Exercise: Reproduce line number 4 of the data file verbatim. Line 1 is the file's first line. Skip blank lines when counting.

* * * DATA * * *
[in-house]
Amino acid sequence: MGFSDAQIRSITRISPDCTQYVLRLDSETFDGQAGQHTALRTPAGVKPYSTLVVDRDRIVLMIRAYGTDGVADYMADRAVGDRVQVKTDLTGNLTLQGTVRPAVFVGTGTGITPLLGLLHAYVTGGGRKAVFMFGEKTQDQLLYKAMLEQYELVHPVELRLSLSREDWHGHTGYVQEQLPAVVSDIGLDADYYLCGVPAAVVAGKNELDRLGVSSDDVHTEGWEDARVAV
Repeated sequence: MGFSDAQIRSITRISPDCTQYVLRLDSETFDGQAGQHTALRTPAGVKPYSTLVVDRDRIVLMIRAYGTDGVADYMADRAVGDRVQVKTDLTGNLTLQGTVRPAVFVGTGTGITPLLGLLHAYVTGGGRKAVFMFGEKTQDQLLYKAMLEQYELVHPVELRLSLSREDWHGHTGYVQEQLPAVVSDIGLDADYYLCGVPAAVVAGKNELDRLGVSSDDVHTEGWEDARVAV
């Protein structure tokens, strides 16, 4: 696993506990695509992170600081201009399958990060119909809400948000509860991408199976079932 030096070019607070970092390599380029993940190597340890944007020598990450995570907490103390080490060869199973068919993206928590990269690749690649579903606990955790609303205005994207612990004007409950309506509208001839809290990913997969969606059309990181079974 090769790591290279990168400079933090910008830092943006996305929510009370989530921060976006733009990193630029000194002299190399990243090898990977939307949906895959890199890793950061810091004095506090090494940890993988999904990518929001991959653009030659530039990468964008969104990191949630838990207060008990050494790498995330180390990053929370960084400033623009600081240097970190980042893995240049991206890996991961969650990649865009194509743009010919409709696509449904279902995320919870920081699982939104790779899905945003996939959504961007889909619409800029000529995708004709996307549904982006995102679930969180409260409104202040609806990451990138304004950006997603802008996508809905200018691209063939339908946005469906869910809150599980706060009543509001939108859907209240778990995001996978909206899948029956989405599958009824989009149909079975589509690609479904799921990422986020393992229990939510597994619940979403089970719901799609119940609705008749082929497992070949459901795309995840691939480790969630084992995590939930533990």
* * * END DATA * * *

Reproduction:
């Protein structure tokens, strides 16, 4: 696993506990695509992170600081201009399958990060119909809400948000509860991408199976079932 030096070019607070970092390599380029993940190597340890944007020598990450995570907490103390080490060869199973068919993206928590990269690749690649579903606990955790609303205005994207612990004007409950309506509208001839809290990913997969969606059309990181079974 090769790591290279990168400079933090910008830092943006996305929510009370989530921060976006733009990193630029000194002299190399990243090898990977939307949906895959890199890793950061810091004095506090090494940890993988999904990518929001991959653009030659530039990468964008969104990191949630838990207060008990050494790498995330180390990053929370960084400033623009600081240097970190980042893995240049991206890996991961969650990649865009194509743009010919409709696509449904279902995320919870920081699982939104790779899905945003996939959504961007889909619409800029000529995708004709996307549904982006995102679930969180409260409104202040609806990451990138304004950006997603802008996508809905200018691209063939339908946005469906869910809150599980706060009543509001939108859907209240778990995001996978909206899948029956989405599958009824989009149909079975589509690609479904799921990422986020393992229990939510597994619940979403089970719901799609119940609705008749082929497992070949459901795309995840691939480790969630084992995590939930533990």